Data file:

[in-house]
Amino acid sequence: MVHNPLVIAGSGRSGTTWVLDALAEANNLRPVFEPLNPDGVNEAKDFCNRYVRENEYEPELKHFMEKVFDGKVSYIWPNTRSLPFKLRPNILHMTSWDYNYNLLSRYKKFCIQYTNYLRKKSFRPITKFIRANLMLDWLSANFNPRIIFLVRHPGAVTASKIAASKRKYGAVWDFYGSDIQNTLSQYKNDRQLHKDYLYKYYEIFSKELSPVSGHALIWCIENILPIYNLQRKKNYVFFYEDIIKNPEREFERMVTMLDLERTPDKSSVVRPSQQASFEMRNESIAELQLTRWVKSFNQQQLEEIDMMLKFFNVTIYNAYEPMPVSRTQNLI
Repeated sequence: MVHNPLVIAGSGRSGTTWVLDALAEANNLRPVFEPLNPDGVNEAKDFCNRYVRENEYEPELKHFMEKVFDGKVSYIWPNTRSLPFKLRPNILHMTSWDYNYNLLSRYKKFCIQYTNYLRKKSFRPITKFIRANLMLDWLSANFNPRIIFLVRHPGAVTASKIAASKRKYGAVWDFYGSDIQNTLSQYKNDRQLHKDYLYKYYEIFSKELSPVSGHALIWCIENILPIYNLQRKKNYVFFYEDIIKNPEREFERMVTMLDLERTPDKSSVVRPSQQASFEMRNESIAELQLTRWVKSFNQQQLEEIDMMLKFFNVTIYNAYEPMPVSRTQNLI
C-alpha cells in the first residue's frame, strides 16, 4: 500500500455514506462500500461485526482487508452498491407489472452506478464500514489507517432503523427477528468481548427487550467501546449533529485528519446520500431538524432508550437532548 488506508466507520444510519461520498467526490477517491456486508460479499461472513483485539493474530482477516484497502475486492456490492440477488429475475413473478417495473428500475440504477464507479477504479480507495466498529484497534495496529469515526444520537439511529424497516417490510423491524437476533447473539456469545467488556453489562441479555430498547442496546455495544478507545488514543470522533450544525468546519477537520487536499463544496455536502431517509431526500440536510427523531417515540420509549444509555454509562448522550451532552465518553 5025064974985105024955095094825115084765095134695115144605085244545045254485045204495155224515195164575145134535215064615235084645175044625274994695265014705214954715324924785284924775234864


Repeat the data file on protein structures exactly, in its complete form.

[in-house]
Amino acid sequence: MVHNPLVIAGSGRSGTTWVLDALAEANNLRPVFEPLNPDGVNEAKDFCNRYVRENEYEPELKHFMEKVFDGKVSYIWPNTRSLPFKLRPNILHMTSWDYNYNLLSRYKKFCIQYTNYLRKKSFRPITKFIRANLMLDWLSANFNPRIIFLVRHPGAVTASKIAASKRKYGAVWDFYGSDIQNTLSQYKNDRQLHKDYLYKYYEIFSKELSPVSGHALIWCIENILPIYNLQRKKNYVFFYEDIIKNPEREFERMVTMLDLERTPDKSSVVRPSQQASFEMRNESIAELQLTRWVKSFNQQQLEEIDMMLKFFNVTIYNAYEPMPVSRTQNLI
Repeated sequence: MVHNPLVIAGSGRSGTTWVLDALAEANNLRPVFEPLNPDGVNEAKDFCNRYVRENEYEPELKHFMEKVFDGKVSYIWPNTRSLPFKLRPNILHMTSWDYNYNLLSRYKKFCIQYTNYLRKKSFRPITKFIRANLMLDWLSANFNPRIIFLVRHPGAVTASKIAASKRKYGAVWDFYGSDIQNTLSQYKNDRQLHKDYLYKYYEIFSKELSPVSGHALIWCIENILPIYNLQRKKNYVFFYEDIIKNPEREFERMVTMLDLERTPDKSSVVRPSQQASFEMRNESIAELQLTRWVKSFNQQQLEEIDMMLKFFNVTIYNAYEPMPVSRTQNLI
C-alpha cells in the first residue's frame, strides 16, 4: 500500500455514506462500500461485526482487508452498491407489472452506478464500514489507517432503523427477528468481548427487550467501546449533529485528519446520500431538524432508550437532548 488506508466507520444510519461520498467526490477517491456486508460479499461472513483485539493474530482477516484497502475486492456490492440477488429475475413473478417495473428500475440504477464507479477504479480507495466498529484497534495496529469515526444520537439511529424497516417490510423491524437476533447473539456469545467488556453489562441479555430498547442496546455495544478507545488514543470522533450544525468546519477537520487536499463544496455536502431517509431526500440536510427523531417515540420509549444509555454509562448522550451532552465518553 5025064974985105024955095094825115084765095134695115144605085244545045254485045204495155224515195164575145134535215064615235084645175044625274994695265014705214954715324924785284924775234864